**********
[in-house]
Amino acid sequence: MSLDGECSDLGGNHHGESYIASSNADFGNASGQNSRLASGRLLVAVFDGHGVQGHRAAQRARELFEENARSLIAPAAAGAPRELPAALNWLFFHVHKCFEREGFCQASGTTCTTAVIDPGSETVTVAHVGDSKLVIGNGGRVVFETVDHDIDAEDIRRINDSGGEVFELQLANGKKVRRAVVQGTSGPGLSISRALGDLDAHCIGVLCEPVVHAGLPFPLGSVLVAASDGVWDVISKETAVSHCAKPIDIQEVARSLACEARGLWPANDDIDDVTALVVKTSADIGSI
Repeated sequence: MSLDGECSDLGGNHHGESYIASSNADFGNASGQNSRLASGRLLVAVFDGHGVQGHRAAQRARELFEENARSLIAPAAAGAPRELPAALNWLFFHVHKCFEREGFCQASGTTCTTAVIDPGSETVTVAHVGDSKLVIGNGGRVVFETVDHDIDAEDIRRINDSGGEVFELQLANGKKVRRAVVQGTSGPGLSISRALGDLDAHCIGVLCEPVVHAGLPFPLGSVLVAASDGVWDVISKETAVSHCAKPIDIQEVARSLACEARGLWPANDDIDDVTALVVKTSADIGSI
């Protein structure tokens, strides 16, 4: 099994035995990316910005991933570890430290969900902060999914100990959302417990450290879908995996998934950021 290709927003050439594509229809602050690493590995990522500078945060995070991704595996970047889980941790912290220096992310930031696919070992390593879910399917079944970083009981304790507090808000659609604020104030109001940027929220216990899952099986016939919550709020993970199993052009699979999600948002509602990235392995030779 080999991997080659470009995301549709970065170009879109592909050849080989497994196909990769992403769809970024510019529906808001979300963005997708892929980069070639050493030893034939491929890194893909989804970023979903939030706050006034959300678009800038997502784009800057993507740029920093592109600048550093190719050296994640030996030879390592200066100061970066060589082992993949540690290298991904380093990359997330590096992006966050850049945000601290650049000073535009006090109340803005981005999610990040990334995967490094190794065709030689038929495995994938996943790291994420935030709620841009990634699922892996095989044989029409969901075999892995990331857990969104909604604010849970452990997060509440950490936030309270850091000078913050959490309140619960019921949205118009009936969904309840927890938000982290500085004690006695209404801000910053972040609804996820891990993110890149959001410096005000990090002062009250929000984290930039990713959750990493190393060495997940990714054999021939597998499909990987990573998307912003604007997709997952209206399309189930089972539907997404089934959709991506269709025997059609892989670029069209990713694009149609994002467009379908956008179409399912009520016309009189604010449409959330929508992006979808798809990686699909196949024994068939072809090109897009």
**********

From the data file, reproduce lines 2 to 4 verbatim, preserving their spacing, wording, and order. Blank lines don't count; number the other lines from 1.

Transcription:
Amino acid sequence: MSLDGECSDLGGNHHGESYIASSNADFGNASGQNSRLASGRLLVAVFDGHGVQGHRAAQRARELFEENARSLIAPAAAGAPRELPAALNWLFFHVHKCFEREGFCQASGTTCTTAVIDPGSETVTVAHVGDSKLVIGNGGRVVFETVDHDIDAEDIRRINDSGGEVFELQLANGKKVRRAVVQGTSGPGLSISRALGDLDAHCIGVLCEPVVHAGLPFPLGSVLVAASDGVWDVISKETAVSHCAKPIDIQEVARSLACEARGLWPANDDIDDVTALVVKTSADIGSI
Repeated sequence: MSLDGECSDLGGNHHGESYIASSNADFGNASGQNSRLASGRLLVAVFDGHGVQGHRAAQRARELFEENARSLIAPAAAGAPRELPAALNWLFFHVHKCFEREGFCQASGTTCTTAVIDPGSETVTVAHVGDSKLVIGNGGRVVFETVDHDIDAEDIRRINDSGGEVFELQLANGKKVRRAVVQGTSGPGLSISRALGDLDAHCIGVLCEPVVHAGLPFPLGSVLVAASDGVWDVISKETAVSHCAKPIDIQEVARSLACEARGLWPANDDIDDVTALVVKTSADIGSI
């Protein structure tokens, strides 16, 4: 099994035995990316910005991933570890430290969900902060999914100990959302417990450290879908995996998934950021 290709927003050439594509229809602050690493590995990522500078945060995070991704595996970047889980941790912290220096992310930031696919070992390593879910399917079944970083009981304790507090808000659609604020104030109001940027929220216990899952099986016939919550709020993970199993052009699979999600948002509602990235392995030779 080999991997080659470009995301549709970065170009879109592909050849080989497994196909990769992403769809970024510019529906808001979300963005997708892929980069070639050493030893034939491929890194893909989804970023979903939030706050006034959300678009800038997502784009800057993507740029920093592109600048550093190719050296994640030996030879390592200066100061970066060589082992993949540690290298991904380093990359997330590096992006966050850049945000601290650049000073535009006090109340803005981005999610990040990334995967490094190794065709030689038929495995994938996943790291994420935030709620841009990634699922892996095989044989029409969901075999892995990331857990969104909604604010849970452990997060509440950490936030309270850091000078913050959490309140619960019921949205118009009936969904309840927890938000982290500085004690006695209404801000910053972040609804996820891990993110890149959001410096005000990090002062009250929000984290930039990713959750990493190393060495997940990714054999021939597998499909990987990573998307912003604007997709997952209206399309189930089972539907997404089934959709991506269709025997059609892989670029069209990713694009149609994002467009379908956008179409399912009520016309009189604010449409959330929508992006979808798809990686699909196949024994068939072809090109897009």